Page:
Initially, we wished to visit The Peak in the evening as the view is supposed to be amazing. HOWEVER, the queue was enormous! There was no way that after a very late night (Christmas Party at work), early wake up call, not the easiest of journeys in and a couple of hours of shopping we were going to spend another hour (at least) waiting for Peak Tram, as legendary as it may be. We gave up and instead headed to our hotel.

That was a disaster.

I won’t go into details and if you want to know the name of this horrendous establishment, feel free to message me, but let’s just say we did not have a relaxing stay…

Keen to get out of the place, we got up early, grabbed some freshly-baked pineapple buns in the bakery down the road and got the local bus to Stanley.

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Serene beach at Stanley. 

Let me just mention one thing – HK buses are very convenient, air conditioned, very comfortable and pretty reliable. I highly recommend taking full advantage of them to explore the area. The metro is great but can only take you so far, buses ,on the other hand, traverse the less visited areas of the peninsula. After 30min of a beautiful ride along the coast, pass Repulse Bay – one of the hotspots for bold & beautiful Hong Kong youth, we reached Stanley.

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Boats outside Murray House

Stanley is like a different world. It doesn’t feel like part of HK at all. It’s like a small village with a very international feel to it. As we got there just after 8am, the place was almost empty, which was perfect! The few locals that were about, were either jogging, walking their dogs or enjoying the water, being through fishing, swimming or windsurfing. Yes, windsurfing. The wind was not strong though that did not stop the fans of this exciting sport from enjoying the gentle waves. Everyone, who passed us by, said ‘Hello‘, which felt lovely! I haven’t heard someone say Hello to me FIRST for ages (I’m not counting the supermarket staff).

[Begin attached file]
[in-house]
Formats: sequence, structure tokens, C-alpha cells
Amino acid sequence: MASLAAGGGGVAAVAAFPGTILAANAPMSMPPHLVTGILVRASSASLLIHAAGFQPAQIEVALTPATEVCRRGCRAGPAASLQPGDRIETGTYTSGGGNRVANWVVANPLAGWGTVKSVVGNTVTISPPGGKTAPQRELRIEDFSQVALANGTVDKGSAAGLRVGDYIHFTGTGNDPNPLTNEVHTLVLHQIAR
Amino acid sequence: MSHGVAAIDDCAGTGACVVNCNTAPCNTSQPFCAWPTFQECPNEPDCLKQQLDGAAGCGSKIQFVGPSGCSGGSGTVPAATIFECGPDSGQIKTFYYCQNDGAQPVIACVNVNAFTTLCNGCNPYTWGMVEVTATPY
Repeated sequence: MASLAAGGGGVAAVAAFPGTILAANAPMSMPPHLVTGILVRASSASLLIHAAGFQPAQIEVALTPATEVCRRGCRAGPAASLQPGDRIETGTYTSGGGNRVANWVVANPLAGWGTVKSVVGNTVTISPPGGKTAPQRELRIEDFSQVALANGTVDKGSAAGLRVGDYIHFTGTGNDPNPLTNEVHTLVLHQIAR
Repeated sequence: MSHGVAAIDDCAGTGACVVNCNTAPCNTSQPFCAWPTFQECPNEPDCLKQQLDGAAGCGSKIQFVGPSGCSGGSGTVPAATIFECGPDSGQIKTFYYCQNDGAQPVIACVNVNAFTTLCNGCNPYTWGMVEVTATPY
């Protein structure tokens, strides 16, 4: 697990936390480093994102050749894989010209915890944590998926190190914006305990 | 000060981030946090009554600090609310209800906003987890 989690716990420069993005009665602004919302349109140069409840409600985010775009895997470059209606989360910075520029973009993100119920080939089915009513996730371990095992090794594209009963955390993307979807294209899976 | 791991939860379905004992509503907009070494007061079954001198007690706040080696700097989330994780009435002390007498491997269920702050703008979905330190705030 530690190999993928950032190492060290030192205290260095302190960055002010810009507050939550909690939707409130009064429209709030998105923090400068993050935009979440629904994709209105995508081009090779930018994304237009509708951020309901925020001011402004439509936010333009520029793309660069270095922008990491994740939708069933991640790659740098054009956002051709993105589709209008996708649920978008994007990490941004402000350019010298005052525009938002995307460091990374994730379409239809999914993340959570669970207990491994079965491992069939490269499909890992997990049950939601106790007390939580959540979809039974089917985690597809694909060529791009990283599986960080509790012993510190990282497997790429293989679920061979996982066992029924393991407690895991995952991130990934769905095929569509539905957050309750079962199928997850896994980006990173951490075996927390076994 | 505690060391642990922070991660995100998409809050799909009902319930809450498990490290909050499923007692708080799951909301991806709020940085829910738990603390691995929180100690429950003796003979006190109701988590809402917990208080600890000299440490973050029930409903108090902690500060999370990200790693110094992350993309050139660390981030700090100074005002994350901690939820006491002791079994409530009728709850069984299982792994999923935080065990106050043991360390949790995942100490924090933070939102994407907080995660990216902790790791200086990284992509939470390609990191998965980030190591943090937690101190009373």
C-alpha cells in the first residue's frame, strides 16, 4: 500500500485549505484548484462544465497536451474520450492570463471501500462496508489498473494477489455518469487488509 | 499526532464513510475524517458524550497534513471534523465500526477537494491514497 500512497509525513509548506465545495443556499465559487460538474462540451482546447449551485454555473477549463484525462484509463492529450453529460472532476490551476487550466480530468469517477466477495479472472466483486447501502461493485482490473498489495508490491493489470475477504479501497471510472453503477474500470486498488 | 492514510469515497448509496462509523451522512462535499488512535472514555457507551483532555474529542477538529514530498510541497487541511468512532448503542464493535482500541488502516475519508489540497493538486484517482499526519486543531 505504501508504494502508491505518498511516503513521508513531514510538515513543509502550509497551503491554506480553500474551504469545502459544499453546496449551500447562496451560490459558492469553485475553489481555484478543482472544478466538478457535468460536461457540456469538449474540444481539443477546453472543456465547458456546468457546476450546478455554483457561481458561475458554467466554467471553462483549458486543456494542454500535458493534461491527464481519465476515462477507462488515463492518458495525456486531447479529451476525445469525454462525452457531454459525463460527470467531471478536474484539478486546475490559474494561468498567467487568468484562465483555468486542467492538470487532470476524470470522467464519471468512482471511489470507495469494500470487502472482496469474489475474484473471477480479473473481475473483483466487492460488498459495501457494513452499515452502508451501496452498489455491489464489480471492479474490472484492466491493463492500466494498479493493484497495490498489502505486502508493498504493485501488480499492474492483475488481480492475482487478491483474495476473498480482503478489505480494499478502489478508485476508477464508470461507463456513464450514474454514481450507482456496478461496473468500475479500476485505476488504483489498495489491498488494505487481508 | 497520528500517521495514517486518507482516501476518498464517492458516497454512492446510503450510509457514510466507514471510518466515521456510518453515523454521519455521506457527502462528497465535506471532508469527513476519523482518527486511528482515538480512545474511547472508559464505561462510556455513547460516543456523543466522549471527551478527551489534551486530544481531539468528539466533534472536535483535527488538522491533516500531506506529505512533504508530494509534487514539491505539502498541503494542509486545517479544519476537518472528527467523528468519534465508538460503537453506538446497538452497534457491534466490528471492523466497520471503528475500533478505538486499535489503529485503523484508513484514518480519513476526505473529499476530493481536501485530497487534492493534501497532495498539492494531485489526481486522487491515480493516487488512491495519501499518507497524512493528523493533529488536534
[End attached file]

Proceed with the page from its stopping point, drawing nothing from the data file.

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The cute, small buses serving Stanley area

Naturally,this being me, I had to get my shoes soaked right through (testing the water!) and ended up walking in wet trainers for the rest of the day… We gathered some sea shells (how romantic, eh?), tried taking a few photos (I say tried as it was very misty that day) and headed towards the Stanley Promenade. Whilst walking up I had this bizarre feeling…the place felt like a UK coast town. On one side, you’ve got the sea, on the other Pizza Express, next to a bar, a fish&chips restaurant, another bar and more restaurants! It was surreal but really nice at the same time. I can easily imagine the promenade buzzing in the evening.No wonder so many expats choose to settle there. We eventually reached Murray House, one of the oldest colonial buildings in HK, and then stepped onto Blake Pier, from where you can take a ferry to different islands.

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The beautiful Murray House

 

Now, while my husband was eager to get on with the rest of our trip, I was intrigued my a small mall right by Murray House. For those in Europe, it wouldn’t be anything special, perhaps apart from the American supermarket actually selling original American products (as opposed to being American only in name), but for me, who hasn’t got access to certain brands and certain types of shops, it was exciting. What can I say, I am a woman after all:)

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Read about the rest of my weekend getaway in the next post:)